Although scientists have long demonstrated that various medical illnesses
can be prevented by vaccines, early-screening tools, or particular behaviors,
they have only recently started conducting studies to see whether mental
illnesses can be prevented by specific tactics.
In the past decade, for example, trials have been launched to see whether
improved childhood nutrition prevents antisocial behavior, whether drug
treatment prevents schizophrenia or bipolar disorder in young people at high
risk, and whether an Air Force suicide prevention program is effective. The
latter, in fact, has already produced positive results (Psychiatric
News, December 17, 2004). And now three more studies on preventing mental
illness have produced positive findings as well.
Postcard illustrations by Lasse Skarboevik, Dybvig Communication
A postcard from the early-schizophrenia-detection campaign illustrates
this theme: "The school of life can put you to harder tests than any
The purpose of the first study, conducted by Filip Smit and other
prevention researchers at Trimbos Institute in Utrecht, the Netherlands, was
to see whether a brief intervention could keep primary care patients on the
brink of a clinical depression from developing the disorder.
Some 200 primary care patients with subthreshold depression were randomly
assigned to receive either care as usual by a general practitioner or care as
usual by a general practitioner plus an experimental intervention. The
intervention consisted of giving a patient a self-help manual on how to manage
moods as well as six brief phone conversations with a "prevention"
worker on how to apply techniques described in the manual.
A year later, 18 percent of the control group had developed a
DSM-IV Axis I depression, compared with only 12 percent of the
experimental group—a statistically significant difference, the
researchers reported in the April British Journal of Psychiatry.
"This represents reduction in the incidence by a third," they
wrote, "and indicates superior effectivenss of adjunctive
minimal-contact psychotherapy compared with care as usual."
Moreover, "not only is the intervention more effective," but
economic evaluation indicated that "choosing it over usual care alone is
likely to be the best treatment option...," the investigators pointed
The second study was conducted by Mark Greenberg, Ph.D., director of the
Prevention Research Center at the Pennsylvania State University, and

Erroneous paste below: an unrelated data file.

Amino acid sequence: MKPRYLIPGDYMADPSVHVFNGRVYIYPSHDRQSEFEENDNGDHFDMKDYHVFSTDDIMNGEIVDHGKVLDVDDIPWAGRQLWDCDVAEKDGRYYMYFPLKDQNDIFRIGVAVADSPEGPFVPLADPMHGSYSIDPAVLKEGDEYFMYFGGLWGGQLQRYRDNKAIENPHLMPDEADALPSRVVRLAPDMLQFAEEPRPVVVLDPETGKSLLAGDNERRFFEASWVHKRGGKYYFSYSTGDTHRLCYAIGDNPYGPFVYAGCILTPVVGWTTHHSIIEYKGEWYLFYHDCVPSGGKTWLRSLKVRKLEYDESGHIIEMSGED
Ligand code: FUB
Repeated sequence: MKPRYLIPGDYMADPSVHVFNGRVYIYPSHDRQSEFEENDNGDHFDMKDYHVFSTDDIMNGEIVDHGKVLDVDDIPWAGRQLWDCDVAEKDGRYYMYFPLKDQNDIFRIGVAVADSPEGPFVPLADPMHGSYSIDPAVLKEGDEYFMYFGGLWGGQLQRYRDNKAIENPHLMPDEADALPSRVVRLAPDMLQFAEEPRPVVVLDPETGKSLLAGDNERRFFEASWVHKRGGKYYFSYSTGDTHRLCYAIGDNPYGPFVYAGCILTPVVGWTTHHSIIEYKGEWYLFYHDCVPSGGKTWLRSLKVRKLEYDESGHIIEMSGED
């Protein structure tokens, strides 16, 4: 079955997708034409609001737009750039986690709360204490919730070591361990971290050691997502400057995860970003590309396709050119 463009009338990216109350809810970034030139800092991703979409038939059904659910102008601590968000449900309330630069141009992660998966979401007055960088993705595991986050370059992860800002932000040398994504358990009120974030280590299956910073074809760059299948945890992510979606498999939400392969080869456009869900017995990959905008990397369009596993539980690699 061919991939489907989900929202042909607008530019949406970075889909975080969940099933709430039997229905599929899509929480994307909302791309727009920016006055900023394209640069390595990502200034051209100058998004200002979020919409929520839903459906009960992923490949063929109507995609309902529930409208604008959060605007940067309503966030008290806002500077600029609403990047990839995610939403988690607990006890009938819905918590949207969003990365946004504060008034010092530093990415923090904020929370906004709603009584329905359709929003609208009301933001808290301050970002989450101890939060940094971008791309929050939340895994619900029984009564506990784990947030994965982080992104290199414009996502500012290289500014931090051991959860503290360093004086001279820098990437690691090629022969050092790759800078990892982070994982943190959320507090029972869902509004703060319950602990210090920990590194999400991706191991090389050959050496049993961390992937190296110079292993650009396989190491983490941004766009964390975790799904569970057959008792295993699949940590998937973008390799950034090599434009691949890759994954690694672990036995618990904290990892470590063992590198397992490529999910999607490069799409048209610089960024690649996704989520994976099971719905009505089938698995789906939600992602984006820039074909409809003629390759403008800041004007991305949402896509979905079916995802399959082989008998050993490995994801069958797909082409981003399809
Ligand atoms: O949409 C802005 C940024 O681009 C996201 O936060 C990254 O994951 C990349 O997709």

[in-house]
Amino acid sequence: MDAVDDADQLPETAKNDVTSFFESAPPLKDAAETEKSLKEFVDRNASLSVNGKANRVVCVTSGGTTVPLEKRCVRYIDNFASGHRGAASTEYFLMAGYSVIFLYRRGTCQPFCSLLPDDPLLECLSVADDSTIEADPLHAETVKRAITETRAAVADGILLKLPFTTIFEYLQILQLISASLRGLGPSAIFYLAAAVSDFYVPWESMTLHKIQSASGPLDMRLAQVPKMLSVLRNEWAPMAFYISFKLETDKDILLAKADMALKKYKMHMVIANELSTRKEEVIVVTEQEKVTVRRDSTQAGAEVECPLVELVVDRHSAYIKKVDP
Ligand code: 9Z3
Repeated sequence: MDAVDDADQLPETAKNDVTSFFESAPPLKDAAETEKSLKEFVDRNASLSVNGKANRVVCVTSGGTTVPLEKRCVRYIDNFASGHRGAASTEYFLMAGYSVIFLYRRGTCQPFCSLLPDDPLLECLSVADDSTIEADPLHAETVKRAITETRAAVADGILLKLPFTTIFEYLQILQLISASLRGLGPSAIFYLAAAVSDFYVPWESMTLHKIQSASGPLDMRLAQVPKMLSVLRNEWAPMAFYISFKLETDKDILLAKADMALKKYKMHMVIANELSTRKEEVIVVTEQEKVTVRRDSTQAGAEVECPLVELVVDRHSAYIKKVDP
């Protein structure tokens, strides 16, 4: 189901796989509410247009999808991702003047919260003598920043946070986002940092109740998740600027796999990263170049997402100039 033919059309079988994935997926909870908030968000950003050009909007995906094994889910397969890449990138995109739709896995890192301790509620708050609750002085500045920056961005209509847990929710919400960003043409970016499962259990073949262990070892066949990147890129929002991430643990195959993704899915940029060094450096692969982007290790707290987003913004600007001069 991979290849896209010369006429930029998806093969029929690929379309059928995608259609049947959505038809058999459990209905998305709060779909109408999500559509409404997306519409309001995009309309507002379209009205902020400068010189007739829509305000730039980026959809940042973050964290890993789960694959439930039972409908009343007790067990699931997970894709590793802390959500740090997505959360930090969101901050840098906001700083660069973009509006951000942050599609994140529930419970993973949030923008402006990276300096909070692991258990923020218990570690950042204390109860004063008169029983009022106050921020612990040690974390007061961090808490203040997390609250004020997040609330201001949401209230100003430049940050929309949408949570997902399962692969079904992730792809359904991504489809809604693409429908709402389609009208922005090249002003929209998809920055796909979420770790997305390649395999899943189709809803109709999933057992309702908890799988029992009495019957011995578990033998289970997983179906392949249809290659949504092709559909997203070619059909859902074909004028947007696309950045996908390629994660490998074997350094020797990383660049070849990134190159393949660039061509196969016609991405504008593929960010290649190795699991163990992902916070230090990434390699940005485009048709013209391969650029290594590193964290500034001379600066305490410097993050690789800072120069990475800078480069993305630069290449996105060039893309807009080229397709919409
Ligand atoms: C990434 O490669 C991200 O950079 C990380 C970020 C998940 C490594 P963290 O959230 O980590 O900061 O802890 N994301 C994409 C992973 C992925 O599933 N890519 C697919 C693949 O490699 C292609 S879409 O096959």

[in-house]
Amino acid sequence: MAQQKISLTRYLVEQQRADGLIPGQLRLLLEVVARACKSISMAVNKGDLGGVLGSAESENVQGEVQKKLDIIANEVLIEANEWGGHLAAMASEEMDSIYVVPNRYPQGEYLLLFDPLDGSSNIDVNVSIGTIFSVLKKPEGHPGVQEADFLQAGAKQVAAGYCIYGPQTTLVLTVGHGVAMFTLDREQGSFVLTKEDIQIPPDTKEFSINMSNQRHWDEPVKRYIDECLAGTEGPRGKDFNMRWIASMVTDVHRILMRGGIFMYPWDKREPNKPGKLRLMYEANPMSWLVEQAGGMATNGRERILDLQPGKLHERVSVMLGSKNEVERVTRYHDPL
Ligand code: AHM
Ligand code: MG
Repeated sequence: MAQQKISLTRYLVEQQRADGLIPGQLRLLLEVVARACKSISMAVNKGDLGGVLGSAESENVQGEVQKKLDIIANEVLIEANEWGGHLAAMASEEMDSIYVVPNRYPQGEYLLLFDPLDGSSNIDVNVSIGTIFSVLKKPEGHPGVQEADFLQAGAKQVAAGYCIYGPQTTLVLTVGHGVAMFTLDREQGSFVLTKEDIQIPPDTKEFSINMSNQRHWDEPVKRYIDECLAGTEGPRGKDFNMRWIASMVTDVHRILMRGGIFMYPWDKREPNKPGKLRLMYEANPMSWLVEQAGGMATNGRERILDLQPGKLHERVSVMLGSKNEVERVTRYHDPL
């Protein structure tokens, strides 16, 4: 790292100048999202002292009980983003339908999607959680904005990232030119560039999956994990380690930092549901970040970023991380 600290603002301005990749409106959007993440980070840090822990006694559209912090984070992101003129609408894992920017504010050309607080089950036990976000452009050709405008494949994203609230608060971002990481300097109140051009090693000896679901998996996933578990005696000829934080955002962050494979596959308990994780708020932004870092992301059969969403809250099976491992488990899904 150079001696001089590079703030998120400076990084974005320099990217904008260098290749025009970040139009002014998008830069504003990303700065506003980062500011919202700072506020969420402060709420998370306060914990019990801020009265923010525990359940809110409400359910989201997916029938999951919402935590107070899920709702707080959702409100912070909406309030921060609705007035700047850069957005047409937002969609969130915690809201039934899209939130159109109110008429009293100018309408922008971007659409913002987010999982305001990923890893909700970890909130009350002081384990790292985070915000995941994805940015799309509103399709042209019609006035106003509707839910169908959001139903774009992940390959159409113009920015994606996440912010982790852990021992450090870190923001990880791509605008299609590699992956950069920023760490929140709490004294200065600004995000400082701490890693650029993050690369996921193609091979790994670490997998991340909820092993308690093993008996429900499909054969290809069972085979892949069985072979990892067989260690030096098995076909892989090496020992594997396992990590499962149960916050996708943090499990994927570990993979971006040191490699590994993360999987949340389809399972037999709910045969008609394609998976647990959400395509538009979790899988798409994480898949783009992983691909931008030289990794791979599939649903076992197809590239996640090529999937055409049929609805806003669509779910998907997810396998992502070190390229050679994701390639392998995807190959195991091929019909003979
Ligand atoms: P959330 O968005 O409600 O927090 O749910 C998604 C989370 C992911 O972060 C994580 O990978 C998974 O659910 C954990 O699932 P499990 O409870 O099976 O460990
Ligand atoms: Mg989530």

co-workers to see whether a school-based learning program called the PATHS
Curriculum could prevent internalizing or externalizing behavior problems. The
PATHS Curriculum is designed to help children aged 4 to 11 acquire social and
emotional competence by practicing various self-control strategies.
More than 300 second- and third-grade children were randomized to receive
either regular school instruction or regular school instruction plus the PATHS
Curriculum. They were assessed at the start of the study, seven months after
the curriculum had ended, and a year after the curriculum had ended.
At seven months after the assessment, there were significantly greater
improvements in both inhibitory control and in verbal fluency among the
intervention children than among controls, the researchers found. A year after
the assessment, the intervention children were found to have fewer
internalizing-behavior and externalizing-behavior problems than the control
children. Moreover, improvements in externalizing problems were found to be
mediated via greater inhibitory control, and improvements in internalizing
problems were found to be mediated via both greater inhibitory control and
greater verbal fluency.
Greenberg reported these results at a recent child-resiliency conference
sponsored by the New York Academy of Sciences and held in Arlington, Va.
The third study, headed by Ingrid Melle, M.D., Ph.D., of Ulleval University
Hospital in Oslo, Norway, focused on preventing suicide in individuals in the
early stages of schizophrenia since suicide risk in such persons has been
found to be quite high.
Melle and her coworkers designed their investigation to test this
hypothesis: If the public were made more aware of the symptoms of early
schizophrenia through a media/education campaign and of the value of treating
it at an early stage, would it bring people in the early stages of
schizophrenia into treatment sooner and thereby reduce their risk of
Such an educational campaign was then conducted in two communities, while
two other communities served as controls. Individuals in the four communities
who sought first-time treatment for schizophrenia during the campaign as well
as during the next four years were then identified, and 281 of them were
enrolled in the study. Half came from the communities that had conducted the
campaign, the other half from the communities that had not.
Melle and her colleagues then assessed the number of suicidal thoughts and
behaviors occurring in the month before seeking treatment in both groups. The
exposure group had experienced significantly fewer suicidal thoughts and
behaviors in the month before seeking treatment than the nonexposure group
had, the researchers found. By getting treatment earlier, they reduced their
risk of suicide, Melle and her team concluded in the May American Journal
An abstract of "Cost-Effectiveness of Preventing Depression in
Primary Care Patients" is posted at<http://bjp.rcpsych.org/cgi/content/abstract/188/4/330>."
Early Detection of the First Episode of Schizophrenia and Suicidal
Behavior" is posted at<http://ajp.psychiatryonline.org/cgi/content/full/163/5/800>.▪